The sagas behind Budapest’s most elegant gastronomic landmarks, the Gundel restaurant and the Gerbeaud confectionery, have long been detailed. Other iconic culinary destinations have a more patchwork history. In this first of this series, Fork Tales, we look at a culinary legend: Mátyás Pince.

Stalwart haunts of Budapest at the turn of the century and between the two wars were several restaurants, pubs, cafés and luxury hotels. One such was the Mátyás Pince, founded in 1904. ‘Mátyás’ himself was, in fact, Mátyás Baldauf, born in the 1970s in Borostyánkő, now Austria. He started working as a teenager, waiting tables in small communities, then Graz, then Vienna, before coming to Budapest with all his professional experience shortly before the turn of the century.

After working shifts at the Zöldfa in Krisztinaváros, he became manager of one of the city’s downtown institutions, the Kis Piszkos Söröző, the 'Dirty Little Pub'. It was a typical restaurant of the day, part pub, part café, with a decent variety of beers, freshly baked goods and great frankfurters. However, these were not the only attractions of the Kis Piszkos Söröző for Baldauf – it was here that he met Teréz Antunovics, one of its waitresses, whom he married in 1900, and whom the guests later referred to as Tercsi.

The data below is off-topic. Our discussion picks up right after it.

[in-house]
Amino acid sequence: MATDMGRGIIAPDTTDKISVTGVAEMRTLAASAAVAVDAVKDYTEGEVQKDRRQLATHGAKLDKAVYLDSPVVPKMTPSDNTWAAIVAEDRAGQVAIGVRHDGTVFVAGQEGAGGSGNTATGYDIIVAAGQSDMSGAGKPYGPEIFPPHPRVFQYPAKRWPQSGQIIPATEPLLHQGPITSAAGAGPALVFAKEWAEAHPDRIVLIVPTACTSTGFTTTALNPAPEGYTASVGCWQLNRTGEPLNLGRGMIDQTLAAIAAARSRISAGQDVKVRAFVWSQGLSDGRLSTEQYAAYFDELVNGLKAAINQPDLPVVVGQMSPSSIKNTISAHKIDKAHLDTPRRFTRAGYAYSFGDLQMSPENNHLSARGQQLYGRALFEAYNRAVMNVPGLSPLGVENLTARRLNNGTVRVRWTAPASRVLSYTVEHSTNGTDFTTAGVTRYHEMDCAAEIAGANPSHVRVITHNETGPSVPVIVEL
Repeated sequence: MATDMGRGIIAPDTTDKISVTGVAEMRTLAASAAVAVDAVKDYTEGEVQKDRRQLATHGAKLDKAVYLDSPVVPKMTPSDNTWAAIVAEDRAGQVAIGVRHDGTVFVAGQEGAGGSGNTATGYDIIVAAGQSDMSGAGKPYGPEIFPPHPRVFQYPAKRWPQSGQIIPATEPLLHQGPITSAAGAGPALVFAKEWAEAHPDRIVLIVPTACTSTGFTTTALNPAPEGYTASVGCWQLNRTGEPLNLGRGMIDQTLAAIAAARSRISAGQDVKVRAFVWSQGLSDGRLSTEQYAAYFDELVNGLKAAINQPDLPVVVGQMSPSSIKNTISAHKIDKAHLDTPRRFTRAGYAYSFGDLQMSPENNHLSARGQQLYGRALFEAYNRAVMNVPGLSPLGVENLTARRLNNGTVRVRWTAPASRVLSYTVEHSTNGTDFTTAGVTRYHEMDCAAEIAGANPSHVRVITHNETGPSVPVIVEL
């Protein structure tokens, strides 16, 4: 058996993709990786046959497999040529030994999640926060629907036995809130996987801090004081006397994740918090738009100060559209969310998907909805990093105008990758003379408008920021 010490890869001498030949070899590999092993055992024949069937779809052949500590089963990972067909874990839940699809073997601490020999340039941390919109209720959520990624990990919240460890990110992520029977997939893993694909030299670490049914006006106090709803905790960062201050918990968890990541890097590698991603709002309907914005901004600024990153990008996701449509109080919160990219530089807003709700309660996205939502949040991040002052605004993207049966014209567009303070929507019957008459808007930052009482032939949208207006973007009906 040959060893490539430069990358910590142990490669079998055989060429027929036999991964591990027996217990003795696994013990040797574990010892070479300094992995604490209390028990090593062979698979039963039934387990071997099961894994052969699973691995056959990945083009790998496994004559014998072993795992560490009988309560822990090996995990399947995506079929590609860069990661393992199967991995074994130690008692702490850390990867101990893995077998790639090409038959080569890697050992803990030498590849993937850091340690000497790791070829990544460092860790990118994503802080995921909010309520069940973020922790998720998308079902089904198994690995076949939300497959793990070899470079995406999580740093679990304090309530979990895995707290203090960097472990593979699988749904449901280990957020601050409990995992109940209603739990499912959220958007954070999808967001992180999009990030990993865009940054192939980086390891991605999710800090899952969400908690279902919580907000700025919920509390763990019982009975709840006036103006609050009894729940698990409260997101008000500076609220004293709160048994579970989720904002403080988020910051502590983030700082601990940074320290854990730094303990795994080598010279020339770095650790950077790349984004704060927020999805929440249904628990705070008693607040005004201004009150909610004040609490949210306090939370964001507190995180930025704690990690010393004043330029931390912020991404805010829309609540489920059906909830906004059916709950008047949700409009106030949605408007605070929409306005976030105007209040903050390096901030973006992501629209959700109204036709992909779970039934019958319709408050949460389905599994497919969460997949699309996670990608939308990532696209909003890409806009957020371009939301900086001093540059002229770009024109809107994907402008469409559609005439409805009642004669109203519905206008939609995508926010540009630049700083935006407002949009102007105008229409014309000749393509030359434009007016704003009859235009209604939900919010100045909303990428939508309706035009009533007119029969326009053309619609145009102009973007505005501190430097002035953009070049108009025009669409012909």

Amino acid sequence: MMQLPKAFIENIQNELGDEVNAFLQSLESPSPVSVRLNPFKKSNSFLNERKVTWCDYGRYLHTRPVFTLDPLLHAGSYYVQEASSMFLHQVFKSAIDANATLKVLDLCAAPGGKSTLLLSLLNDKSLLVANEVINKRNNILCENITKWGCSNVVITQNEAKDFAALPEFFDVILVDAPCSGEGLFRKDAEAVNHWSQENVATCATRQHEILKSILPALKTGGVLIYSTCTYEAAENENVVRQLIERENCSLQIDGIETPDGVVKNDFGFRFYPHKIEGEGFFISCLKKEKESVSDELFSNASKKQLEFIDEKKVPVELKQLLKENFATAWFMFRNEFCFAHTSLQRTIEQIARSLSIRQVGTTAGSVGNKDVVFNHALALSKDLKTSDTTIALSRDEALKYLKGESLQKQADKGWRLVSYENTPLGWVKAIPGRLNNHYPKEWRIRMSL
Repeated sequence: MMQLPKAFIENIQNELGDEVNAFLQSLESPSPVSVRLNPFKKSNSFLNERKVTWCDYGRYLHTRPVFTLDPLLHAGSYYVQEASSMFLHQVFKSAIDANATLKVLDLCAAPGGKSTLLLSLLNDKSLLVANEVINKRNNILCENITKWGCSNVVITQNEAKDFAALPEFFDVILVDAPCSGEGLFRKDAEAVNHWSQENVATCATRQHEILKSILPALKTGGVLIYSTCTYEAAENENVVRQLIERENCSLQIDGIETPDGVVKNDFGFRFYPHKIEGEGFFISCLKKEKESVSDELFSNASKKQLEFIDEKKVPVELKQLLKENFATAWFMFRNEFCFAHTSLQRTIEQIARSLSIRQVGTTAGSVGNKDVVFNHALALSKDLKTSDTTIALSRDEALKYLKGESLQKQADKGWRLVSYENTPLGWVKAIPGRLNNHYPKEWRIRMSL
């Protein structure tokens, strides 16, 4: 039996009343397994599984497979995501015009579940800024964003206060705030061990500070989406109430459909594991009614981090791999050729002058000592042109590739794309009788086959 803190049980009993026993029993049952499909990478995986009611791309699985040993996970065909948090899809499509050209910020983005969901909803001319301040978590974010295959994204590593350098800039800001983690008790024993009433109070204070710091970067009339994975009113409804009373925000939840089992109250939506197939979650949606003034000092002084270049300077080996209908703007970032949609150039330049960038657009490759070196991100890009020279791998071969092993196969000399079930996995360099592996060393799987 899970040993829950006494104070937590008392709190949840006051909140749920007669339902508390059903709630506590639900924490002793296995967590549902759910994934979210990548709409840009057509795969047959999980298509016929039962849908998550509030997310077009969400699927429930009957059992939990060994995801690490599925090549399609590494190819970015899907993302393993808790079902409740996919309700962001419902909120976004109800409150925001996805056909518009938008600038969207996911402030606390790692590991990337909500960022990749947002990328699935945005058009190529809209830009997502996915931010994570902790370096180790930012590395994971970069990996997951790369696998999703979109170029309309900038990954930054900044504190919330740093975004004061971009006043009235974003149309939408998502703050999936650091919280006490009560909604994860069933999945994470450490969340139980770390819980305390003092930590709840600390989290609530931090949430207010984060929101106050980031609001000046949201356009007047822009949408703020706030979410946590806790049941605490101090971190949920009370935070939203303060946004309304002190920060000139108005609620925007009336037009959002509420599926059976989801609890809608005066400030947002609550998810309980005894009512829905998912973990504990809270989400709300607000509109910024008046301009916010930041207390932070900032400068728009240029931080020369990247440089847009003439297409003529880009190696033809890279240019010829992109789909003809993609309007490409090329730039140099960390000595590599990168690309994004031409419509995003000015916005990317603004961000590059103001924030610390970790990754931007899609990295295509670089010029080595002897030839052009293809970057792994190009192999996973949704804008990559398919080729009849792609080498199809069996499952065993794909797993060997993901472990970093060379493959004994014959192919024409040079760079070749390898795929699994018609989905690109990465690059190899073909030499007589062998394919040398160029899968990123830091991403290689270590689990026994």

As Budapest developed rapidly at the turn of the century, the old city centre was rebuilt in many places. Baldauf and new bride rented one of the cellars in a new tenement house at the Pest end of what is now Elizabeth Bridge, to set up their own restaurant. The Mátyás Pince was opened in 1904 on Eskü tér, today’s Március 15. tér. An invitation for the opening event survives to this day:

Dear Guests!

I have the honour to inform you that on the 30th of the current month, a Saturday, at Eskű tér 6 (corner of Duna utcza s Kéményseprő-utcza) in Budapest, IV. District, I will open a wine and beer house named ‘MÁTYÁS PINCE’. As a once long-term manager at the renowned SCHOLCZ-BITTRICH [the Kis Piszkos Söröző], I hope to be able to meet your expectations based on my fruitful experience there. I took care of the fine beer and truly decent wines. I won’t have a full kitchen here, but cold plates and a wide selection of favourite pub dishes and delicacies will be available.